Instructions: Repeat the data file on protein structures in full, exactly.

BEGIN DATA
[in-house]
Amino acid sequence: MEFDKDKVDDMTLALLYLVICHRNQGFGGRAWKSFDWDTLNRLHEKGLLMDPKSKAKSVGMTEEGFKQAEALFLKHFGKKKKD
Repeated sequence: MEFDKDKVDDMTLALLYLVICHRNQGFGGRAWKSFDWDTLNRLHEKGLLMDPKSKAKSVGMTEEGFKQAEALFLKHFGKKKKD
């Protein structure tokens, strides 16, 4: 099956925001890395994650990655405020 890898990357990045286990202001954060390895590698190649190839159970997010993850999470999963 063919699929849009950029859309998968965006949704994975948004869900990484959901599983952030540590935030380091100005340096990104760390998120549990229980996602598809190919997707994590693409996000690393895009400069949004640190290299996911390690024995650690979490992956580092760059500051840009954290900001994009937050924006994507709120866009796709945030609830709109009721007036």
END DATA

[in-house]
Amino acid sequence: MEFDKDKVDDMTLALLYLVICHRNQGFGGRAWKSFDWDTLNRLHEKGLLMDPKSKAKSVGMTEEGFKQAEALFLKHFGKKKKD
Repeated sequence: MEFDKDKVDDMTLALLYLVICHRNQGFGGRAWKSFDWDTLNRLHEKGLLMDPKSKAKSVGMTEEGFKQAEALFLKHFGKKKKD
């Protein structure tokens, strides 16, 4: 099956925001890395994650990655405020 890898990357990045286990202001954060390895590698190649190839159970997010993850999470999963 063919699929849009950029859309998968965006949704994975948004869900990484959901599983952030540590935030380091100005340096990104760390998120549990229980996602598809190919997707994590693409996000690393895009400069949004640190290299996911390690024995650690979490992956580092760059500051840009954290900001994009937050924006994507709120866009796709945030609830709109009721007036």